L.A. Los Angeles Times Magazine | Oct. 5, 2008

My L.A.: Hollywood's New Counterculture

Here's an idea for the next installment of the Saw torture-porn series: Set it in ancient Rome, with early Christians ousted from their underground chapel and put through a myriad of sadistic deaths.

The Ear: The Daily Factor

Comedian David Steinberg continues in his role as “Ear”—that is, a sounding board--to some of the funniest people working today.

Hollywood Rules: Kind Over Matter

There's only one rule that I know of, babies--God damn it, you've got to be kind. --Kurt Vonnegut, God Bless You, Mr. Rosewater

The Gadfly: What Digby Says

Stop anyone on the street, and they'll know of Arianna Huffington—and she's glad they do. But the Left's second most influential blogger prefers anonymity.

We Built This City: Soil Survivors

This isn't going to be one of those romantic stories about how Tapia Brothers is one of the last holdouts of the old-time produce stands (even though it is), a dusty place in Encino with a wooden counter and bins of fresh veggies and fruits, roosters crowing from a coop and a red tractor. It's just the kind of roadside stand that used to be a fixture in the San Fernando Valley when it was more American Gothic than suburb boom.

Almost Heaven

Up the coast, down the road and under the arbor at Rancho San Julian near Buellton, yellow jackets swoop through our lunch, falling into our wine, leaving behind smudges of pollen from the fertile Santa Barbara mesa. Jim Poett is pulling a bee out of his daughter's bowl of ice cream. His strong silence at the long table belies his pride in his daughter, Elizabeth Poett, 28. Jim is one of the first organic beef farmers, former president of the South Coast branch of CCOF ( California Certified Organic Farmers) and collaborator on the California Organic Foods Act of 1990. Just as Jim did almost 30 years ago, Elizabeth has returned home to her family's ranch from the big city. She has all the best intentions and is mentored by her father in order to realize her heroic visions of better beef. For Elizabeth, it's all about continuation and preservation of tradition, family, land, community—and feeding us really, really well.

What's Frank Up To?

He’s been called the prophet of architecture. I know him as Frank. Thirty years ago when I was a cub reporter, I wrote the first story about him that appeared in a “popular” magazine—meaning not an architecture magazine. I was (and am) married to an architect, so I knew something about design and building, but I was not prepared for Frank.

Elements of Style

While New York has its clannish brownstones and San Francisco its overplayed Victorian veneer, Los Angeles is a deliberate fracas of residential styles or, rather, a collection of self-realizations from individuals who happen to share the same streets. From Mission Revival to Arts and Crafts to Modernism, the city celebrates its eclectic legacy. Perhaps no one does this more than Nancy Heller.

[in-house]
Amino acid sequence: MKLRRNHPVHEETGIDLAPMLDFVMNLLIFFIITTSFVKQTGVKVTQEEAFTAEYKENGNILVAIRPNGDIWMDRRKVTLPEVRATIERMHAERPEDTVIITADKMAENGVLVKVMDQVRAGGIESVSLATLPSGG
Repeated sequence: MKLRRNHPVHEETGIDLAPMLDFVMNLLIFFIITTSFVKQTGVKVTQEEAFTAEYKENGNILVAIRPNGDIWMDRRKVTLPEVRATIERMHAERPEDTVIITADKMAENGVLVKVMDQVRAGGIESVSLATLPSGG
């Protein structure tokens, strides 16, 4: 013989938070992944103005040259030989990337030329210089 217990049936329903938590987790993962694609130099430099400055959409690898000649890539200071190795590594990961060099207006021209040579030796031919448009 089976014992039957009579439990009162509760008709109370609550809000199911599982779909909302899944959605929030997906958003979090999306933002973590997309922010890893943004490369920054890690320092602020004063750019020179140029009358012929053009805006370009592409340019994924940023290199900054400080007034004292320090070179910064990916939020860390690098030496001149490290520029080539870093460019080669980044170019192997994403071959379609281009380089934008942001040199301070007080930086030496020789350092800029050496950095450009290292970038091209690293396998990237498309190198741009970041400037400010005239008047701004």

A New Leaf: Vegans Make the Cut

You may question why a vegan such as myself has been dying to dine at Cut. First, it’s like being allowed into the cool people’s hang, what with the giant pictures of George Clooney and Marilyn Manson suspended on the walls. It’s definitely the coolest joint in town, even though the place is nearly all about meat. I have to wonder why they aren’t throwing me out by the ear upon noticing I’m a little too ecstatic about my reservation.

Dating My Husband: Footloose and Family Free

It seems like most of our married life with kids, my husband, Chad, and I reenacted episodes of Prison Break every time we wanted to go on a date. Sometimes we’d wait until our girls were asleep before we left them with the babysitter and scaled the walls, praying that a klieg light of a toddler wail didn’t catch us mid-tiptoe. Whenever we accomplished this, the freedom intoxicated us to a point where we’d be laughing our guts out as we screamed down Beverly Glen in the “getaway” Acura.

I'm Still Hungry: Chef d'Oeuvre

When I hear Michael Mina is opening a restaurant at the foot of Laurel Canyon, my first thought is, Another restaurant? Doesn’t he already have more than a dozen? I’ve always been dubious of chefs who want to expand their empires. Doesn’t one eatery keep you busy enough? How is it possible to oversee the food and all the details that go into running a top restaurant? This prejudice is one I’ve carried around for a long time. That is, until I meet Mina.

City of Angels: Speak Easy

Of course everyone is entitled to an opinion—but you have to be a Bill Gates for that opinion to make it to prime time. Until now.

A Picture of Health: The Worried Well

Medical private practice in Los Angeles has some unique features. We Angelenos fear the occasional earthquake, drought and fire, along with the more frequent wrinkles, subcutaneous fat and less than perfect health. Since we can’t do much about the earth’s surprises, we seek more control of our own bodies. Nowadays, this means patients crave the latest, often most expensive, tests money (or insurance) can buy.

A Dog's Life: Rx for Izzy

Among the mystical questions to ponder—Is there life after death? Are there black holes in space?—the toughest of them just might be, How the hell do you find a good veterinarian in this town?

My Best Story: My Last Lunch with Orson

One afternoon in the fall of 1985, during our weekly or every-other-weekly lunch at Ma Maison, Orson Welles told me attacks were beginning to come in, in response to a slew of books that had recently been published about him, especially Barbara Leaming’s wonderfully supportive—and to his mind, largely accurate—biography. He still hadn’t read it, wasn’t going to, he said, because he knew he’d be mad, as she’d used several of his best stories.

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